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Twenty20 allows youngsters to shine

Posted in Domestic Cricket

Travelling to Southampton for my first Friends Provident t20 finals day, it is fair to say I was not sure what to expect.

The line-ups were mouth-watering with Somerset boasting international stars such as Marcus Trescothick, Craig Kieswetter and Kieron Pollard, while Notts’ bowling attack, which included Dirk Nannes, Graeme Swann, Ryan Sidebottom and Stuart Broad, would have stood out in international cricket.

Factor in the attention surrounding Alastair Cook’s attempts to find some form, along with Hampshire looking to secure a first Twenty20 title on their home ground, and you can see the undoubted intrigue.

However, my interest was captured by a different variable.

I was focused on how the young players such as Danny Briggs, the third highest wicket-taker in the competition prior to finals day, would perform.

Much maligned by cricket’s ‘old guard’, but embraced by the ‘younger crowd’, it is fair to say Twenty20 has sparked some controversy since its introduction in 2003.

Some claim it has given the sport a much-needed new lease of life, while others fear it will prove the death of Test cricket.

However, one thing cannot be disputed - it is giving young players an opportunity to showcase their talents in a high-pressure environment.

What could be better preparation for the trials and tribulations of international cricket than an action-packed finals day in front of a full house at the Rose Bowl?

Arguably, there is no better gauge of a player’s ability to perform at the highest level.

Around the world players are grasping their opportunity to elevate themselves to the grandest stage by putting in performances in the game’s shortest form - Pollard, Eoin Morgan and Pragyan Ojha to name a few.

Don't get me wrong - the experienced heads still come to the fore, as Trescothick, Neil McKenzie, Abdul Razzaq and, not least, Dominic Cork could testify.

However, at the end of the day, two names were on the lips of most onlookers: Briggs and Jos Buttler.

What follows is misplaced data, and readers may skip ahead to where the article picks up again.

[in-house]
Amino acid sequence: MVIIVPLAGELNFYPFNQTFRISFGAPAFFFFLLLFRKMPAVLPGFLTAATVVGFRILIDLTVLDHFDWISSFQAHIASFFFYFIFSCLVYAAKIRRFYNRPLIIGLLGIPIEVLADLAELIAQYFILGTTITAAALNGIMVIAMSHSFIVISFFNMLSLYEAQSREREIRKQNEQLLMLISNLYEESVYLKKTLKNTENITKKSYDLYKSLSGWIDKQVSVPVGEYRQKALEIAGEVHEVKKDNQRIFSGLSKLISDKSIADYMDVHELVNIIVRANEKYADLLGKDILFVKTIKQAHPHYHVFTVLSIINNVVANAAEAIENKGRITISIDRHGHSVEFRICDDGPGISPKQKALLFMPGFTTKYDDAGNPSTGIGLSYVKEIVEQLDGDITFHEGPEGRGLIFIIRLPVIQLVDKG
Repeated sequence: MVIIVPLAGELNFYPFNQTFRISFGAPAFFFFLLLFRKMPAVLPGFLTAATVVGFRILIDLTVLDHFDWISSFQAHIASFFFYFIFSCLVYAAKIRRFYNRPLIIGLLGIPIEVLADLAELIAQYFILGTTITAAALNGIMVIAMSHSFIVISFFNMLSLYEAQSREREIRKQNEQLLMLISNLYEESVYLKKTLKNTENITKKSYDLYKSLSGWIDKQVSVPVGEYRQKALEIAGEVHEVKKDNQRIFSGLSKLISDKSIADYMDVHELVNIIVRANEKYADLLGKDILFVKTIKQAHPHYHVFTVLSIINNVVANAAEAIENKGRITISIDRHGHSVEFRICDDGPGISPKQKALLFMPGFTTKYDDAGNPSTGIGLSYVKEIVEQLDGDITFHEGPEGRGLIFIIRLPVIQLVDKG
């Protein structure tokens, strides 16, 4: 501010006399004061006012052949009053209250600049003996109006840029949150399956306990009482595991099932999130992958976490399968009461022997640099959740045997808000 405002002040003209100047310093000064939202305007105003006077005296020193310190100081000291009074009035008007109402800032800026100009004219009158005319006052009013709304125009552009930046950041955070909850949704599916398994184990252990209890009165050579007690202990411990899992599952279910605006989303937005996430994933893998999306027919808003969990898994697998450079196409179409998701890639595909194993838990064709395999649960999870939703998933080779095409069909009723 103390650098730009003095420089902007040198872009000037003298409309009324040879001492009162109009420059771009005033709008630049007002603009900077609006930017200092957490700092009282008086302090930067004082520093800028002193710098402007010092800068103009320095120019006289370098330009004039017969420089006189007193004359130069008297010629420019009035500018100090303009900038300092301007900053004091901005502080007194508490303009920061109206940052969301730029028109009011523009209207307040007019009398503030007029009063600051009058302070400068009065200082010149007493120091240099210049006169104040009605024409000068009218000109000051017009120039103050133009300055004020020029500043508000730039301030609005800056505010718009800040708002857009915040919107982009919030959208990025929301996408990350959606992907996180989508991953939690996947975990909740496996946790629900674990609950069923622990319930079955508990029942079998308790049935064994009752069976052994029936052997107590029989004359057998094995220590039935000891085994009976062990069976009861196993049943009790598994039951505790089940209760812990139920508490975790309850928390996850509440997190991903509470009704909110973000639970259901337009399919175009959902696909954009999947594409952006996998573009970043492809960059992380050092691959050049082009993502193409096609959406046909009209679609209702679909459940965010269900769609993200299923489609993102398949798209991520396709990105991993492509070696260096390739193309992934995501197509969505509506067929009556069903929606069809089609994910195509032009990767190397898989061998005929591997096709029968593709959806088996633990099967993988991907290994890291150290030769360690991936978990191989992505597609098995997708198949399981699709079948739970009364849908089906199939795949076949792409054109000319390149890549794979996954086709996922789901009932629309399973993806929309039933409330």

The former has operated under the radar for much of the competition, despite ending it as the second most prolific bowler with 31 wickets.

His performance in the semi-final, in particular, belied a man of such inexperience as he mixed an attacking line with subtle changes of pace to claim 3-29, having taken the key wickets of Mark Pettini, Ravi Bopara and Ryan ten Doeschate.

If Briggs was impressive, it paled in comparison to Buttler, who lit up the Rose Bowl with a sparkling display in Somerset’s semi-final against Nottinghamshire.

The 19-year-old spent much of the competition behind the stumps, while Craig Kieswetter was on international duty, before the Somerset hierarchy deemed him good enough to play as a specialist batsman.

And boy did he repay their faith.

His 55 evoked comparisons with the aforementioned Morgan as he mixed the outrageous 'Dilscoops' and flicks with the sort of brute power you would not associate with a man of his stature.

Such was the quality of his 23-ball knock that Trescothick’s sensational half-century earlier in the innings became a distant memory, with Buttler remembered as the match-winner.

It seems England may have unearthed a real gem in the Somerset man, while Briggs undoubtedly has a future at the highest level.

Meanwhile, other young fledglings such as James Vince and James Hildreth may not have had the impact they would have hoped prior to the occasion.

However, the nature of t20 ensures they will have another opportunity to prove themselves on the big stage. Long may it continue.

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